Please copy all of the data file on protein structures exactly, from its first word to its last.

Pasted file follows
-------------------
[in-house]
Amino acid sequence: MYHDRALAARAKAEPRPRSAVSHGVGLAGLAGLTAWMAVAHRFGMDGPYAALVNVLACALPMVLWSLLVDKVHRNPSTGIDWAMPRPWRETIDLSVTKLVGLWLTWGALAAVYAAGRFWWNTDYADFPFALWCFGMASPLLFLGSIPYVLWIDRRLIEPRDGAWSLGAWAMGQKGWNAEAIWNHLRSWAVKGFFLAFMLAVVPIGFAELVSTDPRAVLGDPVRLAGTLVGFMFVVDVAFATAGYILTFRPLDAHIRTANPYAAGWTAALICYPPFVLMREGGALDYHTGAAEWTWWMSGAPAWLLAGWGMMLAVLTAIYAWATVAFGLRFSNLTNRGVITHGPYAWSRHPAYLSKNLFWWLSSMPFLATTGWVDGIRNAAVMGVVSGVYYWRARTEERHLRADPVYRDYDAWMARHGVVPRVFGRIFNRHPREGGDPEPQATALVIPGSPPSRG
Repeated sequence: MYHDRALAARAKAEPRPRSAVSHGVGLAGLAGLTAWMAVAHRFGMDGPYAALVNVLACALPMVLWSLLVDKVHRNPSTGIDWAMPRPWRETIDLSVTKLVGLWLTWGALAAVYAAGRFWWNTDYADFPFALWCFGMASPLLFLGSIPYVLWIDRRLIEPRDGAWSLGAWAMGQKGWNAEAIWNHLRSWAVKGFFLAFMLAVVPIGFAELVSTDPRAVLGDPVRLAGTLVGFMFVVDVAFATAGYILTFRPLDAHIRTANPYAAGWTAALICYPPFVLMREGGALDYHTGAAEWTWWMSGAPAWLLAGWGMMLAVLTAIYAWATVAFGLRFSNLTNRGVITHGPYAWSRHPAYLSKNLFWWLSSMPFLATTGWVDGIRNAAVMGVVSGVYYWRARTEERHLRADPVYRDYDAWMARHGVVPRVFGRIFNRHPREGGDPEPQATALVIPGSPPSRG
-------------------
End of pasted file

[in-house]
Amino acid sequence: MYHDRALAARAKAEPRPRSAVSHGVGLAGLAGLTAWMAVAHRFGMDGPYAALVNVLACALPMVLWSLLVDKVHRNPSTGIDWAMPRPWRETIDLSVTKLVGLWLTWGALAAVYAAGRFWWNTDYADFPFALWCFGMASPLLFLGSIPYVLWIDRRLIEPRDGAWSLGAWAMGQKGWNAEAIWNHLRSWAVKGFFLAFMLAVVPIGFAELVSTDPRAVLGDPVRLAGTLVGFMFVVDVAFATAGYILTFRPLDAHIRTANPYAAGWTAALICYPPFVLMREGGALDYHTGAAEWTWWMSGAPAWLLAGWGMMLAVLTAIYAWATVAFGLRFSNLTNRGVITHGPYAWSRHPAYLSKNLFWWLSSMPFLATTGWVDGIRNAAVMGVVSGVYYWRARTEERHLRADPVYRDYDAWMARHGVVPRVFGRIFNRHPREGGDPEPQATALVIPGSPPSRG
Repeated sequence: MYHDRALAARAKAEPRPRSAVSHGVGLAGLAGLTAWMAVAHRFGMDGPYAALVNVLACALPMVLWSLLVDKVHRNPSTGIDWAMPRPWRETIDLSVTKLVGLWLTWGALAAVYAAGRFWWNTDYADFPFALWCFGMASPLLFLGSIPYVLWIDRRLIEPRDGAWSLGAWAMGQKGWNAEAIWNHLRSWAVKGFFLAFMLAVVPIGFAELVSTDPRAVLGDPVRLAGTLVGFMFVVDVAFATAGYILTFRPLDAHIRTANPYAAGWTAALICYPPFVLMREGGALDYHTGAAEWTWWMSGAPAWLLAGWGMMLAVLTAIYAWATVAFGLRFSNLTNRGVITHGPYAWSRHPAYLSKNLFWWLSSMPFLATTGWVDGIRNAAVMGVVSGVYYWRARTEERHLRADPVYRDYDAWMARHGVVPRVFGRIFNRHPREGGDPEPQATALVIPGSPPSRG